Food Waste and the Spirit of Ramadan

iftar-party-food-wasteIn recent years, enormous generation of food waste during the holy month of Ramadan has been a matter of big debate in Muslim countries and elsewhere. As per conservative estimates, around one-fifth of the food purchased or prepared during Ramadan finds its way to garbage bins or landfills. This translates into thousands of tons of precious food which could have been used for feeding tens of millions of hungry people in impoverished countries of Asia, Africa and elsewhere. The staggering amount of food waste generation during Ramadan urgently demands a strong strategy for its minimization, sustainable utilization and eco-friendly disposal. 

Gravity of the Situation

Middle East nations are acknowledged as being the world’s top food wasters, and during Ramadan the situation takes a turn for the worse. The holy city of Makkah witnessed the generation of 5,000 tons of food residuals during the first three days of Ramadan in 2014. Around 500 tons of food is wasted in the United Arab Emirates during the holy month of Ramadan. In Bahrain, food waste generation in Bahrain exceeds 400 tons per day during the holy month. Same is the case with Qatar where almost half of the food prepared during Ramadan finds its way into garbage bins. The scenario in less-affluent Muslim countries like Malaysia, Indonesia, Egypt and Pakistan is not different. According to Malaysia’s government agency Solid Waste And Public Cleansing Management Corporation, more than 270,000 tons of food in thrown into garbage bins during Ramadan.

Needless to say, the amount of food waste generated in Ramadan is significantly higher than other months, as much as 25%. There is a chronic inclination of Muslims towards over-indulgence and lavishness in the holy month, even though the Prophet Muhammad (PBUH) asked Muslims to adopt moderation in all walks of life. Socio-cultural attitudes and lavish lifestyles also play a major role in more food waste generation in Ramadan in almost all Muslim countries. High-income groups usually generate more food waste per capita when compared to less-affluent groups. In Muslim countries, hotels and restaurants are a big contributor of food wastes during Ramadan due to super-lavish buffets and extravagant Iftar parties.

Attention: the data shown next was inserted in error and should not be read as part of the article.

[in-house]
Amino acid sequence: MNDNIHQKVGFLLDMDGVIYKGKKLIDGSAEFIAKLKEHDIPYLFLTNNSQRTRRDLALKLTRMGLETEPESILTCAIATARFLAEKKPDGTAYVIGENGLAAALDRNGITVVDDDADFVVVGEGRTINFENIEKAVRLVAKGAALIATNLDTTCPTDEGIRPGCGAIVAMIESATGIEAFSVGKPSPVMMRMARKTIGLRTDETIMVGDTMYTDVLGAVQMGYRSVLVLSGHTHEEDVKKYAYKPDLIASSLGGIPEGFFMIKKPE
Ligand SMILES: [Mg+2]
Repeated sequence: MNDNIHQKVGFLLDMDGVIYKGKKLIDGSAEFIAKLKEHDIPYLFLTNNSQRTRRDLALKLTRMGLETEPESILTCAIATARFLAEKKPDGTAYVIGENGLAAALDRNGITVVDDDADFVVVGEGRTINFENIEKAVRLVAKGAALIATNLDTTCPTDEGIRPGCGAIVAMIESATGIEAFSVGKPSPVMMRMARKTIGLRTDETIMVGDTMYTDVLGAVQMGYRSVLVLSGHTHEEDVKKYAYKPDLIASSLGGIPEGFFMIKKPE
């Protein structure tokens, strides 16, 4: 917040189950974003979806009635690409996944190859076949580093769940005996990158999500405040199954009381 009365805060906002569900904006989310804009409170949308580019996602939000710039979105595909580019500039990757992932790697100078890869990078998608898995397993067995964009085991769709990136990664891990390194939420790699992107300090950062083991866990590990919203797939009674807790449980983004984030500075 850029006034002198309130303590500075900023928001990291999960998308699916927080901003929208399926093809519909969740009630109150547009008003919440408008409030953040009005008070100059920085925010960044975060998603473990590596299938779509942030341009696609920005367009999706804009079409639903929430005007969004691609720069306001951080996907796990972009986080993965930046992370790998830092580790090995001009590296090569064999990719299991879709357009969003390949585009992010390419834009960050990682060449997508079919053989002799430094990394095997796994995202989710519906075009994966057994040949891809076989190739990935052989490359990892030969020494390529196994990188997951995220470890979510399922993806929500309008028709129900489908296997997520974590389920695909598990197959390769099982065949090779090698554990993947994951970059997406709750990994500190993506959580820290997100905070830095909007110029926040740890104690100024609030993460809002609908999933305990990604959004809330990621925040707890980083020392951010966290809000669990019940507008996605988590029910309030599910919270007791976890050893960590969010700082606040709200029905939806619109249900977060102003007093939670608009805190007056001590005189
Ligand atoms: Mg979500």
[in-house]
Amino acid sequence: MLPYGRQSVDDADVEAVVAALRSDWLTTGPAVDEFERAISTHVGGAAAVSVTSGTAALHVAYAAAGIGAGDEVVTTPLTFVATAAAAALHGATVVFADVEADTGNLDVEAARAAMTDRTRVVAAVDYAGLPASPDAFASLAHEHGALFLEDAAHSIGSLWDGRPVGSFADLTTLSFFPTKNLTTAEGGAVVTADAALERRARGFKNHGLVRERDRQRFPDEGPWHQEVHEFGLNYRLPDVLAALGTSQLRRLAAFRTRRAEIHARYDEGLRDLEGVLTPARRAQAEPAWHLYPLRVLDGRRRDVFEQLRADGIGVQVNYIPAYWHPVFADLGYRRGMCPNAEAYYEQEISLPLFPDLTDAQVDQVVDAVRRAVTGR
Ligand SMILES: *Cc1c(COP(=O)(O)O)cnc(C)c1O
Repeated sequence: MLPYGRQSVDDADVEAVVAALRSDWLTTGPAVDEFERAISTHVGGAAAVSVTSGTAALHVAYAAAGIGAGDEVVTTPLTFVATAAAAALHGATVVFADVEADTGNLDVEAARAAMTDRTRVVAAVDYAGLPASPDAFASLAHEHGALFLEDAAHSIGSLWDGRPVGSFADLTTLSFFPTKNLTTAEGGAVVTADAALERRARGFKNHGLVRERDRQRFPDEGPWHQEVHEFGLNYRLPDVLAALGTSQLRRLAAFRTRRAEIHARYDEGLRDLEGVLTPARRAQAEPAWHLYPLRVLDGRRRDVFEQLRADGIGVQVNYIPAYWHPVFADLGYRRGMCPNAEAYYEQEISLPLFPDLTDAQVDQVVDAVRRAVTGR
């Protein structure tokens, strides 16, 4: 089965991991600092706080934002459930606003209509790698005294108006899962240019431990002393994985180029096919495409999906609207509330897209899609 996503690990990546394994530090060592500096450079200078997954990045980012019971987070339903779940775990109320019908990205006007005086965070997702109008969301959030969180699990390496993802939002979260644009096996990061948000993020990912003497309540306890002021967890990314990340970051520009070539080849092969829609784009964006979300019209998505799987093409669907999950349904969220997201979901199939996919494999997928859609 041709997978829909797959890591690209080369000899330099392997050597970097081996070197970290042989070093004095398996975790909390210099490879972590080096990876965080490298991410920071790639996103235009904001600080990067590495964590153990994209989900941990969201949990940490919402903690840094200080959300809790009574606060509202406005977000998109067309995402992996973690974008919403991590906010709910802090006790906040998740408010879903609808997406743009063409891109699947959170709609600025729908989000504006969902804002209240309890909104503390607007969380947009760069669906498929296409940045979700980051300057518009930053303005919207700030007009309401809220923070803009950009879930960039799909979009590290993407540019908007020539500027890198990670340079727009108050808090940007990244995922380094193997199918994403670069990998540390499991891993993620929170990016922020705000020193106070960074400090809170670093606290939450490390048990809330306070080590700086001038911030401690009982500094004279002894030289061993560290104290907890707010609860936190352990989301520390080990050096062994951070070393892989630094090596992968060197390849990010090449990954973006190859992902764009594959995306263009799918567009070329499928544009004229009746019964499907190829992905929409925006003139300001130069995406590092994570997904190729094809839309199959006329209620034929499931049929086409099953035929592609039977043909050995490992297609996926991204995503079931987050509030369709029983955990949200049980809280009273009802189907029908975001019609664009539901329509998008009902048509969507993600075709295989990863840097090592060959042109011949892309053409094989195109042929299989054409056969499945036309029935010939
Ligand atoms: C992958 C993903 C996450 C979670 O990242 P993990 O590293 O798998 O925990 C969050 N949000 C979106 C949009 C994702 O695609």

The Way Forward

The foremost steps to reduce food wastage in Ramadan are behavioral change, increased public awareness, strong legislations, creation of food banks and community participation. Effective laws and mass sensitization campaigns are required to persuade the people to adopt waste minimization practices and implement sustainable lifestyles. Establishment of food banks in residential as well as commercial areas can be a very good way to utilize surplus food in a humane and ethical manner. Infact, food banks in countries like Egypt, India and Pakistan have been operating successfully, however there is a real need to have such initiatives on a mass-scale to tackle the menace of food waste.

Dubai has laid down new guidelines to cut food wastage and streamline the donation of excess food prepared at banquets and buffets. The "Heafz Al Na'amah" is a notable initiative to ensure that surplus food from hotels, Iftar parties and households is not wasted and reach the needy in safe and hygienic conditions.